How to Win a Bookstore

It’s a bibliophile’s dream. A chance to win a whole bookshop. Now, thanks to a rare opportunity, you could win a bookstore by writing a short essay stating why bookstores are important to the community.
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This information also appears in the March/April 2018 issue of Writer's Digest. Subscribe today to get insights and information like this all year long.

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Want to win a bookstore of your very own? All you have to do is explain, in 250 words or fewer, why a bookstore is important to the community.

By Bob Eckstein

It’s a bibliophile’s dream. A chance to win a whole bookshop. It really is the closest thing to Willy Wonka’s Golden Ticket there is. This open contest is run by From My Shelf Books & Gifts in charming Wellsboro, Pa., a store that is 1,000 square feet and includes about 50,000 books. The winner will receive six months free rent, an in-place staff and free consultanting from the owners. No business experience is needed. There’s no money down, except a $75 entry fee. (You get your $75 back if you win, or if less than 4,000 people enter, in which case there is no winner.) You can sell the store after one year.

So, what do you have to do to win a bookstore? Just write a short essay, in 250 words or fewer, stating why bookstores are important to the community, and if your piece is selected, From My Shelf Books & Gifts is yours.

The contest deadline is March 18, 2018.
Click here to learn more about how to enter on the bookstore's website.

As it happens, while writing my last book—Footnotes From the World’s Greatest Bookstores—I spent a lot of time hearing bookstore owners from all over the country tell me about the important role their shops serve in the community. Therefore, I know the answer to this essay question and am going to share it with you below. To assist, I went ahead and made a 250-word winning entry template for you. All you have to do is fill in the blanks. Aw, shucks—no, thank you!

Bob Eckstein's Fill-in-the-Blank Entry Form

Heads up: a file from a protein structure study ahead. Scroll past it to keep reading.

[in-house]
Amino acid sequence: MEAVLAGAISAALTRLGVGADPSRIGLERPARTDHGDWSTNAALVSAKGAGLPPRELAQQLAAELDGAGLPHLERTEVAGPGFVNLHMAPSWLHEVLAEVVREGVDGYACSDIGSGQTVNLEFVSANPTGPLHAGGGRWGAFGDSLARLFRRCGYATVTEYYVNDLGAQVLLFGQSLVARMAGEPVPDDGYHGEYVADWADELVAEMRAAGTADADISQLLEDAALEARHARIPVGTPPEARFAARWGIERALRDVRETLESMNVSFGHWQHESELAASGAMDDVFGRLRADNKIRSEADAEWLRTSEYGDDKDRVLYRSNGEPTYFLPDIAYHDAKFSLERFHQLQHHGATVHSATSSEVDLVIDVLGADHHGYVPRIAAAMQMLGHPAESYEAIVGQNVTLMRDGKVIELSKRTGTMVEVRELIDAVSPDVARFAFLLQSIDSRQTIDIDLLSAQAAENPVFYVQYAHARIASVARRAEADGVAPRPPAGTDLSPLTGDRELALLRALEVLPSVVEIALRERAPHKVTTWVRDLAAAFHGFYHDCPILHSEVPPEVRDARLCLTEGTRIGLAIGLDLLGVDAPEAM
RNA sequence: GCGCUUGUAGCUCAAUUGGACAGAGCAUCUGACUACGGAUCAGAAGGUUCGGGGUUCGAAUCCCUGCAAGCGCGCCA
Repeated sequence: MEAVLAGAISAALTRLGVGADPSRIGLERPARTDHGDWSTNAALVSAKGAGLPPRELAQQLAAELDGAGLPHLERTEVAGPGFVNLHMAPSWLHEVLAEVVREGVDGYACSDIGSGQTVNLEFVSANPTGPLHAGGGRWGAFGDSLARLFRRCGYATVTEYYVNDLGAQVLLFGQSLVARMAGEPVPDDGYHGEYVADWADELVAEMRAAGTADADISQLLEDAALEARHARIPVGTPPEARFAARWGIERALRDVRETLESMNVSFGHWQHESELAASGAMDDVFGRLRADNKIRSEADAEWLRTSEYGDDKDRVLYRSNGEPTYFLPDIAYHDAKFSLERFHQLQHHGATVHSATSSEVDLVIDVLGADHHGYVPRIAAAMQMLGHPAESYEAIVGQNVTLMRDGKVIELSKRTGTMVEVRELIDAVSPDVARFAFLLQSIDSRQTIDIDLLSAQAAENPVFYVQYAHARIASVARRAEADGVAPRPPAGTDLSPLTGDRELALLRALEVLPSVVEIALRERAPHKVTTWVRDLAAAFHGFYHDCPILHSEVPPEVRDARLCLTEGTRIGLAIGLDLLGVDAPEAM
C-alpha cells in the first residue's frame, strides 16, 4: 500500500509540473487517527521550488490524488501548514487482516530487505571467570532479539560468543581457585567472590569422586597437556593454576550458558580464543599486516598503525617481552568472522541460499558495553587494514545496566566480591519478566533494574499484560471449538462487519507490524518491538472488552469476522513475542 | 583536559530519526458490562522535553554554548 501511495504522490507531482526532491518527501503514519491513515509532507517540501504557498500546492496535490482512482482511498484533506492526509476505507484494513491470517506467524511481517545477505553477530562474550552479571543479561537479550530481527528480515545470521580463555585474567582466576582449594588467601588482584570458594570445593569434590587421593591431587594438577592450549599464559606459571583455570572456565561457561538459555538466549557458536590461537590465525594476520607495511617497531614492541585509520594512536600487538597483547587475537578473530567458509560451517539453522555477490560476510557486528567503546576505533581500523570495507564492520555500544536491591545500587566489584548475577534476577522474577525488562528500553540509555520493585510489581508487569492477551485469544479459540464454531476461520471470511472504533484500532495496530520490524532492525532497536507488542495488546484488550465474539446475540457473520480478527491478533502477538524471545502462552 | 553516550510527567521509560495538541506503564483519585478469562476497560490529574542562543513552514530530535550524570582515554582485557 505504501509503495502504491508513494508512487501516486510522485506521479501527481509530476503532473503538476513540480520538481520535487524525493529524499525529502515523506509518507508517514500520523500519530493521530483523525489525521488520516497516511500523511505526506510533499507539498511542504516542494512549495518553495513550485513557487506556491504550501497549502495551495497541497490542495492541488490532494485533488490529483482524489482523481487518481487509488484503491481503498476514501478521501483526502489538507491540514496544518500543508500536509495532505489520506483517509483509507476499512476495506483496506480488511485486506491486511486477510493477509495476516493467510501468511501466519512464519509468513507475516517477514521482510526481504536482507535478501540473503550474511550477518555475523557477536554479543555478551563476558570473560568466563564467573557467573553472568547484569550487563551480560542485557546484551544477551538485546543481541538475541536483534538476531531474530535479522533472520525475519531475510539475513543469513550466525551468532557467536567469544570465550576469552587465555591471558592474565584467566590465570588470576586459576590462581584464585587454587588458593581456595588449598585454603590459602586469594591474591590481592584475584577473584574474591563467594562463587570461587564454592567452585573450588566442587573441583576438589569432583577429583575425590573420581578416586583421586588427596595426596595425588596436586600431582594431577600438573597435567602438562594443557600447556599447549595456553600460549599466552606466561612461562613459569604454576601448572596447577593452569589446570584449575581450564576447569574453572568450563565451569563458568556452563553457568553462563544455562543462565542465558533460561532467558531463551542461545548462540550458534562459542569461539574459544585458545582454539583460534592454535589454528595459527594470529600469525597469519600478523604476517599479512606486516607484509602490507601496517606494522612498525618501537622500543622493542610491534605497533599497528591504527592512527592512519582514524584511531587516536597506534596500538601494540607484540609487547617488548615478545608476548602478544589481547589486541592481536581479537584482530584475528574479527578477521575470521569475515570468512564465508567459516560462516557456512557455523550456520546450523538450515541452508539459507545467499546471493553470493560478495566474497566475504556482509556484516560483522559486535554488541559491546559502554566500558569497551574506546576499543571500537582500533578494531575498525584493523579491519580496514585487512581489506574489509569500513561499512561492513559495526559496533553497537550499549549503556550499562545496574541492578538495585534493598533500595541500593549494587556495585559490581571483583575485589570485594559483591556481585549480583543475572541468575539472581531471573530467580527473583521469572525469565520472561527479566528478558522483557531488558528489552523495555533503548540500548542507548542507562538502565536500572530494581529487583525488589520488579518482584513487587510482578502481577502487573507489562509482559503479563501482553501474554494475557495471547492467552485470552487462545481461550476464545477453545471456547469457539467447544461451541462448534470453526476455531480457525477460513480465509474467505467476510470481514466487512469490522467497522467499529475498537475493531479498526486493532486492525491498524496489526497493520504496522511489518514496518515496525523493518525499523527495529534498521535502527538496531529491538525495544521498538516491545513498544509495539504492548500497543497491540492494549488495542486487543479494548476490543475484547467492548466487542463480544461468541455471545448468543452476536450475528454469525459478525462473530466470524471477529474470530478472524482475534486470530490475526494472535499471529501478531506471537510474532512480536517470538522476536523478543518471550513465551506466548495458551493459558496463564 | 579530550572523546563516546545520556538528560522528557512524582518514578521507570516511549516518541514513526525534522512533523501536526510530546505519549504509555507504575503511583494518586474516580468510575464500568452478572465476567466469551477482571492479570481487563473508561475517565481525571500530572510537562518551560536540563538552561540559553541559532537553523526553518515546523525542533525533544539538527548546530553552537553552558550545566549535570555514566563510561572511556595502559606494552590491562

Nobody knows better than I the importance of a bookstore, or a _________, to a community. This became clear to me after I had my __________ removed. If it weren’t for the love, support and _________ of my family, friends, local bookstore and _________, God knows what I would still be doing. Luckily, I found like-minded people at my own local bookshop in the ___________ section. I joined a ___________ writing group, did ____ hours of open mics and wrote a controversial bestseller, “How To Talk People Into __________.” Until then I was just some loser, ranting on the corner of ____________ and ___________ with a useless degree in __________. It was because of that __________ bookstore that I met my future _________ , who taught me the difference between right and _________. If I were to own a bookstore, I’d make it my mission to ensure that every single person who walked in through those doors would ___________ and wouldn’t leave until they found his or her ___________. What a lot of people don’t realize is, when you ____________, you ____________ to water. Thank you for your consideration, and I ask that the judges keep in mind that I’m a ____________.

Note: In case it wasn't obvious, the WD team would advise that you compose your own custom 250-word essay. ;-) 

Bob Eckstein is a writer and cartoonist for The New Yorker and The New York Times, and has also written for New York Daily News, Atlas Obscura, Reader’s Digest, GQ, MAD and others. His latest book, Footnotes From the World’s Greatest Bookstores, is a New York Times bestseller and was selected by The Wall Street Journal as one of the Most-Anticipated Books of Fall 2016. He currently pens the cartoon column “Worth a Thousand Words” for Writer’s Digest.

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